Want to catch up with all the latest news from the genomics world? Then Week in Brief is the place for you!
This week, scientists published discoveries about the immune system…
- Using gene editing to inhibit the WNK1 protein, which has been previously implicated in the T cell response to infection, researchers have determined that an influx of water and ions assists in immune cell migration (Nature Communications).
- Researchers from the Broad Institute have used single-cell RNA sequencing to create a ‘dictionary’ of immune cell responses. This resource will further our understanding of how immune cells respond to infection and cytokine signals (Nature).
- And in another study that aims to increase our knowledge of the immune system, scientists have developed a method to identify unique immune receptors that play a role in human disease, using spatial transcriptomics (Science).
Gene therapy has yet again found itself in the spotlight…
- Replacing a faulty gene linked to arrhythmogenic cardiomyopathy has shown positive results in disease models. Due to these results, human trials will begin next year (Nature Cardiovascular Research).
- Researchers have developed a gene therapy that could be used to treat spinal muscular atrophy, by activating a gene paralogous to the faulty SMN1 gene that causes the condition (Nature Biomedical Engineering).
- Scientists have identified a pathway implicated in the immune response to adeno-associated vectors in the liver. This finding could be exploited to prevent unwanted responses to gene therapies, making the process more efficient (Molecular Therapies).
The microbiome has been further implicated in human health…
- Scientists have called for action surrounding the use of pesticides this week, due to associated microbiome changes that have been linked to the onset of Parkinson’s disease. This comes in the wake of renewed approval of the herbicide glyphosate in the EU (IOS Press).
- A recent study has revealed that consuming flaxseed could lead to microbiome changes that impact the expression of miRNAs in the breasts. This could in turn alter an individual’s risk of breast cancer (Microbiology Spectrum).
We’ve learned even more about the role of genetics in human disease…
- Researchers have used saturation genome editing to characterise thousands of disease-causing variants in the DDX3X gene. The findings have been made available to clinicians for immediate use in the diagnosis of neurodevelopmental disorders and certain cancers (Nature Communications).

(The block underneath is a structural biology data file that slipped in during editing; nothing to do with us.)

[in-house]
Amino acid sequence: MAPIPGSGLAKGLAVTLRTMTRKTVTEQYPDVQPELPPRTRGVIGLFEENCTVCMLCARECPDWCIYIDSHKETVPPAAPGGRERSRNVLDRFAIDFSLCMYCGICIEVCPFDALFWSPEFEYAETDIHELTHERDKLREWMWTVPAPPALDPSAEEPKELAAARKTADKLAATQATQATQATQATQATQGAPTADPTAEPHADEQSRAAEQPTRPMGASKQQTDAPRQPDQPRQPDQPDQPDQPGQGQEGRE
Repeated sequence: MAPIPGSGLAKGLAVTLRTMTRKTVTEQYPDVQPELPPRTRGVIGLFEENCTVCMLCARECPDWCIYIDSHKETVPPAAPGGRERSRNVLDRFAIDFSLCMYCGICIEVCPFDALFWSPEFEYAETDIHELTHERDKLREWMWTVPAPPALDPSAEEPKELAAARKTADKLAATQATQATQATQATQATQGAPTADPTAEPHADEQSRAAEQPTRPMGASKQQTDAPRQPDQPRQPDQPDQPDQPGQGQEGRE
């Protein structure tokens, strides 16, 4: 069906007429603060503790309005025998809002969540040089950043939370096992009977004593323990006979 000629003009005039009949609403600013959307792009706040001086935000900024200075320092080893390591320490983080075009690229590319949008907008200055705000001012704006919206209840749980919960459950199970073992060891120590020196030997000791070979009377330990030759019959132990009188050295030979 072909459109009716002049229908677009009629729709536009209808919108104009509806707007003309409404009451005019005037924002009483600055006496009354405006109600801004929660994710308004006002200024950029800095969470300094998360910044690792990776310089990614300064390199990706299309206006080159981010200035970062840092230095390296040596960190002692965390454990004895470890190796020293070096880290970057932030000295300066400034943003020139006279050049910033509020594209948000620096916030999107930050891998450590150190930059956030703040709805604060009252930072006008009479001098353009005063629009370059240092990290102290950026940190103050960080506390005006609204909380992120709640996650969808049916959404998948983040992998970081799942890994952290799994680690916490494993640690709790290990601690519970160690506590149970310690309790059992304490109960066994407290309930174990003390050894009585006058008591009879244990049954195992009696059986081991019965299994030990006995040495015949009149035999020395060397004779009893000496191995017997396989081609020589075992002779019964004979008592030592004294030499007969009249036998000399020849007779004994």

- Scientists have developed a method to determine whether pairs of mutations occur on the same chromosome or on different chromosomes. This finding could aid the diagnosis of rare disease (Nature Genetics).
- A study has revealed that a mutation in an insulin release receptor may impact one’s susceptibility to obesity (Molecular Metabolism).
What else has gone on this week?
- Scientists have used single-cell genomics to characterise cells in human precision-cut lung slices, a recently developed model for lung diseases. These findings could help advance the model further, overcoming the notoriously difficult to model nature of the human lung (Science Translational Medicine).
- A large-scale study identified regions of the human genome that are highly conserved and likely to be under natural selection. Moreover, variation in these areas is more commonly linked to harmful disease outcomes (Nature).
- An atlas of human limb cells has been published this week. It has uncovered details about human development and certain conditions that impact the limbs (Nature).
- Finally, the Genomics Nation 2023 report was published this week. It shows that the UK is a global leader in genomics and highlights areas where improvements could be made to further benefit patients (Sanger Institute).
Check out last week’s Week in Brief here.